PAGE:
They were even buying his booze for him. "Did the staff enable his drinking? Certainly, they helped," Mr. Towhey tells Maclean's. "But what they were really enabling was him not creating a spectacle of himself while doing something that's perfectly legal – that, and us being able to monitor how much he might drink and when."

All this was going on under Mr. Towhey's nose for months, and now he decides to talk? It is a little late.

Story continues below advertisement

Those who work for elected politicians are expected to be discreet and devoted, but they are not a praetorian guard. Their ultimate loyalty must be to the public, not their political masters. Everything we know now about what was going on with Mr. Ford points to a man with deep personal problems who was unfit to be mayor. Someone on his staff should have stood up and said that.

That they didn't is not just an indictment of those involved, many of whom, unlike Mr. Towhey, were young and out of their depth. It an indictment of our government culture – a culture that is often secretive, closed and hostile to an inquiring news media. If a man like Mr. Ford had landed in the mayor's office of New York or Chicago and started behaving like he did, it would never have stayed under wraps. Here, they worked overtime to keep the curtain drawn. Behind that curtain, the mayor of the biggest city in the country was falling to pieces. And no one said a thing.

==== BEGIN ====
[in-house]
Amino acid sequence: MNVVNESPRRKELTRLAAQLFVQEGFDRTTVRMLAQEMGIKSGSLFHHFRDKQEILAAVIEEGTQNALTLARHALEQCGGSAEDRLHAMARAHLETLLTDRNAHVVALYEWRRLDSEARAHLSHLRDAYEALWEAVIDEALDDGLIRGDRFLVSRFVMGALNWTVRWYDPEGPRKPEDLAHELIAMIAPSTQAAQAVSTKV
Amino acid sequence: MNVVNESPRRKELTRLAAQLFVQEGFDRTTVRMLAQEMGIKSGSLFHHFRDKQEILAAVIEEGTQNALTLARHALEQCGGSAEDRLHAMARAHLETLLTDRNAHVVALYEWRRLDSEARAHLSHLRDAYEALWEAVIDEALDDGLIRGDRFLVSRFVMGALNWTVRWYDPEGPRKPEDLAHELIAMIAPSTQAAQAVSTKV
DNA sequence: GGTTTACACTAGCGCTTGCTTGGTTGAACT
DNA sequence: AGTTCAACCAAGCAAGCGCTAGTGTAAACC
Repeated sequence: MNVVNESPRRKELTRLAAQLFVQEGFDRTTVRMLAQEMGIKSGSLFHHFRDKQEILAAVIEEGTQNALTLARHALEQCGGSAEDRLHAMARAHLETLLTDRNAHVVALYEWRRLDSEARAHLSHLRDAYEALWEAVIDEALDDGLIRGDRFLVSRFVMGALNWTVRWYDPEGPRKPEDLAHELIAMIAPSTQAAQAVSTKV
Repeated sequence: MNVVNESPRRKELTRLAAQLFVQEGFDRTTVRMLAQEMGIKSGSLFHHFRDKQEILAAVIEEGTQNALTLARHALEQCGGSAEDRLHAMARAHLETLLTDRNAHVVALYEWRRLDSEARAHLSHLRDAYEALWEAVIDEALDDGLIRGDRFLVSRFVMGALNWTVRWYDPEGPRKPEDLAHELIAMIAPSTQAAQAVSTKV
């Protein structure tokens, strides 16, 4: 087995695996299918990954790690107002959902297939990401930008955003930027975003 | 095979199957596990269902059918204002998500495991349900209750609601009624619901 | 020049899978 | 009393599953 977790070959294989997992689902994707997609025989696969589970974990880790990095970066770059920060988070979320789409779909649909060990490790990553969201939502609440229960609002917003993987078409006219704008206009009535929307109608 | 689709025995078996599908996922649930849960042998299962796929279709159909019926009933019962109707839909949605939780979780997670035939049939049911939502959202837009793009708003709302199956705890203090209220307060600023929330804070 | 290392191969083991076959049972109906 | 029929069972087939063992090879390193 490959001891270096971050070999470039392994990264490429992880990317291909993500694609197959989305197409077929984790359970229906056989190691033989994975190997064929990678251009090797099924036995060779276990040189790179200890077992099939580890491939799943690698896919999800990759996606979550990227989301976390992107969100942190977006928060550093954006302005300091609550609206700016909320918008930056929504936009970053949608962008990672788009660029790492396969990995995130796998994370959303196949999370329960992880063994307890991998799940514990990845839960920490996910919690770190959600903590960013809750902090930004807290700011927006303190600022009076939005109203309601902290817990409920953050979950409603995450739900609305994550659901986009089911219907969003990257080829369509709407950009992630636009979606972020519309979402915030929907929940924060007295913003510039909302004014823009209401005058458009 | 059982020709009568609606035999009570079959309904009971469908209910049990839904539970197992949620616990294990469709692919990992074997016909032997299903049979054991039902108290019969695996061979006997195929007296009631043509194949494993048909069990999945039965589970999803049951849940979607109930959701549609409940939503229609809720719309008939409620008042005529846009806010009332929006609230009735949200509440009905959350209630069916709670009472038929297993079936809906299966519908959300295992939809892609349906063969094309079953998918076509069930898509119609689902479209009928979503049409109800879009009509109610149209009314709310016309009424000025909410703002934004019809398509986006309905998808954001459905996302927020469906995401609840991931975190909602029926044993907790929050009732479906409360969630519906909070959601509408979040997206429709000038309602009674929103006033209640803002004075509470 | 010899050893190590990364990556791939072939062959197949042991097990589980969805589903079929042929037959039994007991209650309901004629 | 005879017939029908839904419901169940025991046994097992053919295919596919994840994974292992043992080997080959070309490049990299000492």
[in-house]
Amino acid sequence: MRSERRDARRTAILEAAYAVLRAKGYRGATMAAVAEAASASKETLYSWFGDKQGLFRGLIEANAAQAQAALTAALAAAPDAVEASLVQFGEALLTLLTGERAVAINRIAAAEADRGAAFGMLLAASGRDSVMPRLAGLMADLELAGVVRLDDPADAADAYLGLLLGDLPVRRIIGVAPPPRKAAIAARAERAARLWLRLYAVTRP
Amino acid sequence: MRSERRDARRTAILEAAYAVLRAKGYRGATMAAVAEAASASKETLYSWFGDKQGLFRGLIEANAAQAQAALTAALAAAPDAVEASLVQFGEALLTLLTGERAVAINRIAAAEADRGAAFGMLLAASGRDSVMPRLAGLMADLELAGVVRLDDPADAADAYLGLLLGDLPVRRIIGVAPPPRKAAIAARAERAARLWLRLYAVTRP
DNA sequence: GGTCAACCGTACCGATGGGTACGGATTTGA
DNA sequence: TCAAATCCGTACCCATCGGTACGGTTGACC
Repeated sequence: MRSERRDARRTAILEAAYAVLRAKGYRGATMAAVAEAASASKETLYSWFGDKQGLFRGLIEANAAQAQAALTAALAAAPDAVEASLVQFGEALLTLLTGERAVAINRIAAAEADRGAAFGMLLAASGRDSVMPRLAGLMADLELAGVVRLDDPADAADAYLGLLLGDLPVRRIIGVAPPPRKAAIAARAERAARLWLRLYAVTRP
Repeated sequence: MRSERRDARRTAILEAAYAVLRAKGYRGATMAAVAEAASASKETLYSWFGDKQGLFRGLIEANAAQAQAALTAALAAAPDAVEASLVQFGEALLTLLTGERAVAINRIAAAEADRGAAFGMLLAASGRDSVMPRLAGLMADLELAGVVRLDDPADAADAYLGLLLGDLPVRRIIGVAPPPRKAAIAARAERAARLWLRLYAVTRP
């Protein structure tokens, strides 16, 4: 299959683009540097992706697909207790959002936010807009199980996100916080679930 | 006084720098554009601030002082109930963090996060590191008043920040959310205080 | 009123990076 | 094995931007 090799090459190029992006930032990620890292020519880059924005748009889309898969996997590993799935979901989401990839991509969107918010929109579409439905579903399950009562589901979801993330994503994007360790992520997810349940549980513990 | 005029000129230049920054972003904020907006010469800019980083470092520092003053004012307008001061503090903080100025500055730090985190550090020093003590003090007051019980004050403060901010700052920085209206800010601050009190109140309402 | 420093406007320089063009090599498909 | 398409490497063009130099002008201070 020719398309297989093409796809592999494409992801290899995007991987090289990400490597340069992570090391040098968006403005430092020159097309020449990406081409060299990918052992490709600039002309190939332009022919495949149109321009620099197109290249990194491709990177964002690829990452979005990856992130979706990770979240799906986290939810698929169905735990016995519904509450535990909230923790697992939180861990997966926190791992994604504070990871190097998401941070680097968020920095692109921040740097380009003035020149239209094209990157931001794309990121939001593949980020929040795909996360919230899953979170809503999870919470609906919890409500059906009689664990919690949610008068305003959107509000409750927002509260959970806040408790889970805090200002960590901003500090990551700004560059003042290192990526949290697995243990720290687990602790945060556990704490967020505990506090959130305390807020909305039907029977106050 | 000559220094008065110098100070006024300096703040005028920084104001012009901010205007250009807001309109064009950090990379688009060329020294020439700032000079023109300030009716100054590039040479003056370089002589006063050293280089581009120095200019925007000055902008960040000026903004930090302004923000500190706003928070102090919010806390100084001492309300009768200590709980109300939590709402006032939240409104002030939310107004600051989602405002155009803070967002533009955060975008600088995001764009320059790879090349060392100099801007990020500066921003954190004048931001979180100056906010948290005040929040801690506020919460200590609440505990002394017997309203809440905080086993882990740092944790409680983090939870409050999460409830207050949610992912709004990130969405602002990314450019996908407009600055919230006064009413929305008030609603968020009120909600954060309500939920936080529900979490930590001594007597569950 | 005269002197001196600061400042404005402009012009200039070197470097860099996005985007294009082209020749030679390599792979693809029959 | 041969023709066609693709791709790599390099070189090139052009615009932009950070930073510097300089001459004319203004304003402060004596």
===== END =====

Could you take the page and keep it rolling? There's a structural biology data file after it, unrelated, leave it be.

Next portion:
Report an error Editorial code of conduct
Due to technical reasons, we have temporarily removed commenting from our articles. We hope to have this fixed soon. Thank you for your patience. If you are looking to give feedback on our new site, please send it along to feedback@globeandmail.com. If you want to write a letter to the editor, please forward to letters@globeandmail.com.

Welcome to The Globe and Mail’s comment community. This is a space where subscribers can engage with each other and Globe staff. Non-subscribers can read and sort comments but will not be able to engage with them in any way. Click here to subscribe.

If you would like to write a letter to the editor, please forward it to letters@globeandmail.com. Readers can also interact with The Globe on Facebook and Twitter .

Welcome to The Globe and Mail’s comment community. This is a space where subscribers can engage with each other and Globe staff. Non-subscribers can read and sort comments but will not be able to engage with them in any way. Click here to subscribe.

If you would like to write a letter to the editor, please forward it to letters@globeandmail.com. Readers can also interact with The Globe on Facebook and Twitter .

Welcome to The Globe and Mail’s comment community. This is a space where subscribers can engage with each other and Globe staff.

We aim to create a safe and valuable space for discussion and debate. That means:

  • Treat others as you wish to be treated
  • Criticize ideas, not people
  • Stay on topic
  • Avoid the use of toxic and offensive language
  • Flag bad behaviour

Comments that violate our community guidelines will be removed.

Read our community guidelines here

Discussion loading ...

Cannabis pro newsletter